BELLEVILLE,IL - Lieutenant Governor Pat Quinn urged Belleville Main Street to focus on energy efficiency during the kick-off of the initial phase of a planned streetscape for Main Street and commend the community for their recent innovative efforts to revitalize their downtown district.
“It’s important to keep in mind the benefits of incorporating energy efficient methods into the overall streetscape plans,” said Quinn, also advocating the greater use of renewable energy. “In addition to widened streets and improved sidewalks for the longest Main Street in Illinois, I encourage Belleville to adopt energy efficient LED lighting – which is durable, longer lasting and energy efficient – for both streetlamps and traffic lights alike.”
“There are simple methods for reducing energy costs through efficiency,” said Quinn, explaining that cities have the potential to save utility bills up to 25 percent by converting high wattage light sources, such as incandescent bulbs, with LED (light-emitting diode) light bulbs. Quinn added that in an outdoor environment, a streetlamp with an LED bulb can last up to 50,000 hours compared with an incandescent bulb that can last around 5,000 hours.
Quinn, along with city officials, previewed the initial plans and ideas of H3 Studio, an architectural design and planning firm in St. Louis, for the East Main Street streetscape that is expected to begin in the new year after three additional development phases. Residents of Belleville are welcome to view the streetscape plans and offer suggestions at a public meeting to be held in the evening at Governor French Academy at 319 West Main Street.
He was joined at the ceremony by Belleville Mayor Mark Kern, Belleville Main Street Program Manager Maureen Woodrum, and John Hoal, Professor of Architecture at Washington University in St. Louis and founder of H3 Studio.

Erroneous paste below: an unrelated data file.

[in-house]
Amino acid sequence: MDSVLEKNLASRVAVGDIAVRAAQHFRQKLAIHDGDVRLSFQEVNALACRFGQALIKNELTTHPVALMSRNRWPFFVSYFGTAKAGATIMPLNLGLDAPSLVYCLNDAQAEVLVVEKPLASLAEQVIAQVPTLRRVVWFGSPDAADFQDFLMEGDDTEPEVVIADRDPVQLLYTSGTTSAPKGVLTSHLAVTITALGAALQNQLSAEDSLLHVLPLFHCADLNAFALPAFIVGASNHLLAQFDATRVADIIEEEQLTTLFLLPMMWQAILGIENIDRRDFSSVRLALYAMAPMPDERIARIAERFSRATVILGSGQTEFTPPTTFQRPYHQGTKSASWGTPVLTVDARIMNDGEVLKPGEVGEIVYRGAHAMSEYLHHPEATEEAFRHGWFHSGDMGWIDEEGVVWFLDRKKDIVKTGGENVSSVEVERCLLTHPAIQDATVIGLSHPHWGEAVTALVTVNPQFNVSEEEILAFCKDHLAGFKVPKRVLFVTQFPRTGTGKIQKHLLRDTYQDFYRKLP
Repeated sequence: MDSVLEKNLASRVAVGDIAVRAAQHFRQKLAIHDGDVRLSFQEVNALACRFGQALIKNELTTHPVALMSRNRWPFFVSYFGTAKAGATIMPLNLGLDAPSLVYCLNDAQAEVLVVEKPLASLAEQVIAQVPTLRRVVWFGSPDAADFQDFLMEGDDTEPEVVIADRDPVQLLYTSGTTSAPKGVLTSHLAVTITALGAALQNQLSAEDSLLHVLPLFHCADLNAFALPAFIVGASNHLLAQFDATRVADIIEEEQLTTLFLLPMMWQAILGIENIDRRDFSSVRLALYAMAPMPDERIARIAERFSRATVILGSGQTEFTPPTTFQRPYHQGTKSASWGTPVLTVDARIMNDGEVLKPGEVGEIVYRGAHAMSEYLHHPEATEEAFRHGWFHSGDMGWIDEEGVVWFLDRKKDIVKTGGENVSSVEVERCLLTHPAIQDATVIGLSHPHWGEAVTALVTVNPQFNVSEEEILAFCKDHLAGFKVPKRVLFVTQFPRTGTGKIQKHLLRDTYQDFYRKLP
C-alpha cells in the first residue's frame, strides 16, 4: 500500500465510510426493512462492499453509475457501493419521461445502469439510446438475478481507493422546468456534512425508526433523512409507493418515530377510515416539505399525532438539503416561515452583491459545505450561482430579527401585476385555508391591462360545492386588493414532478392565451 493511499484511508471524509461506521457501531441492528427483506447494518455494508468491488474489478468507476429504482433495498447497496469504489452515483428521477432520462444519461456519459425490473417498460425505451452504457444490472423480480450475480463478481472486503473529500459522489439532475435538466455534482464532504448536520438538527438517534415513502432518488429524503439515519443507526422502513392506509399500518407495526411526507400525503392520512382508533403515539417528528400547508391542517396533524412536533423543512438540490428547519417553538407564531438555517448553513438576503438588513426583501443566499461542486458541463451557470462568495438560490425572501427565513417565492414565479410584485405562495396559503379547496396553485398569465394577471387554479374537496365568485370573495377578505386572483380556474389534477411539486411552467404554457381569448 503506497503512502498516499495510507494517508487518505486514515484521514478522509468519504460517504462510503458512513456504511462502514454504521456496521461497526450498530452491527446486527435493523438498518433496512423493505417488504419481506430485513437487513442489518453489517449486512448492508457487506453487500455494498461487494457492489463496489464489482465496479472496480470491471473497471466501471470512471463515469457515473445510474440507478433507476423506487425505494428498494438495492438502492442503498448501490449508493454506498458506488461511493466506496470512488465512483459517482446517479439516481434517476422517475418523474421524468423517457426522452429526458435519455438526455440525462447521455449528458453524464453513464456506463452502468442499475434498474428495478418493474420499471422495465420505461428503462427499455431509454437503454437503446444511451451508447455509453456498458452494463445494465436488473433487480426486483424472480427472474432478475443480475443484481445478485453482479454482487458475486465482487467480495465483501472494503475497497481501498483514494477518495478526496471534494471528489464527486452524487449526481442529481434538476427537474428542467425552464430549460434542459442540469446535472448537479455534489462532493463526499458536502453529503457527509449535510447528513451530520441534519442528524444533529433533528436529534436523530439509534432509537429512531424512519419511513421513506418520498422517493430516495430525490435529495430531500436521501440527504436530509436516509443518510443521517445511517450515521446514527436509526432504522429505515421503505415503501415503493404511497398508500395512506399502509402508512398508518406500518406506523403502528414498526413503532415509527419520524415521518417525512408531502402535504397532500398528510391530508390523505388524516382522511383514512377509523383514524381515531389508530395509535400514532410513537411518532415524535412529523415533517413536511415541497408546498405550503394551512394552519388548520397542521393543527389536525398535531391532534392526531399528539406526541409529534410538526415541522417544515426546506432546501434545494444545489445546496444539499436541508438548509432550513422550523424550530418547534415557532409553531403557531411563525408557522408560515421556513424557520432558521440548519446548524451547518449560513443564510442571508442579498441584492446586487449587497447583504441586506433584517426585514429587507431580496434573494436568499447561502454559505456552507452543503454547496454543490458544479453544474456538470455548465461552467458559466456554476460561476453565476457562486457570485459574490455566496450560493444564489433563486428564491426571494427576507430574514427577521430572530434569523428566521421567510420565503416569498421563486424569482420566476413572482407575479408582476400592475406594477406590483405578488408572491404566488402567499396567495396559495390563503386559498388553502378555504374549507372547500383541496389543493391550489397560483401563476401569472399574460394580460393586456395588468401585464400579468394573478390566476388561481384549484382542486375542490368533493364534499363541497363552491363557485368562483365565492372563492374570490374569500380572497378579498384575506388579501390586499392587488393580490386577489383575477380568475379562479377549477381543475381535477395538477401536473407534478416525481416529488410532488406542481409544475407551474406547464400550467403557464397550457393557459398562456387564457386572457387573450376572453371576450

The residents of Belleville have seen remarkable improvements to their historic downtown thanks to Main Street initiatives such as the recently restored Lincoln Theatre. The Main Street program played an integral role in the $1 million structural rehabilitation of the theatre, which was once regarded as the premier theatre in Southern Illinois. The Lincoln Theatre, opened in 1921 as a vaudeville house that hosted stars such as Ginger Rogers and the Marx Brothers, now draws crowds for first-run movies and live performances.
"Main Street is ideal for a community such as Belleville," Quinn said, noting Belleville’s rich history and cultural heritage. "Main Street helps communities appreciate the treasures in their midst, and fosters a spirit of volunteerism, a sense of place and a new civic pride."
“George Blair, the founder of Belleville, would be proud of Belleville’s recent accomplishments,” said Quinn. He will congratulate Belleville Main Street for the “Come Home to Belleville” brochure and “Main Street Impression” newsletter, both of which were finalists for the 2003 Lieutenant Governor’s Award for Excellence in Downtown Revitalization.
At 9.2 miles, Belleville is home to the longest Main Street in Illinois. Belleville Main Street has hosted events such as the Art on the Square fine arts fair in May, the Sheldon Concert Series during the summer months and the famous Gingerbread Walk in December. The program recently raised approximately $35,000 in a Main Street silent and live action fundraiser.
The Lt. Governor Office administers the Illinois Main Street Program which is based on a national model that offers communities help with downtown improvements, historic preservation and economic development. Over the past decade, the Main Street program has grown from nine towns to include 57 communities across Illinois. Quinn said he hopes to visit all Illinois Main Street communities during the next 12 months.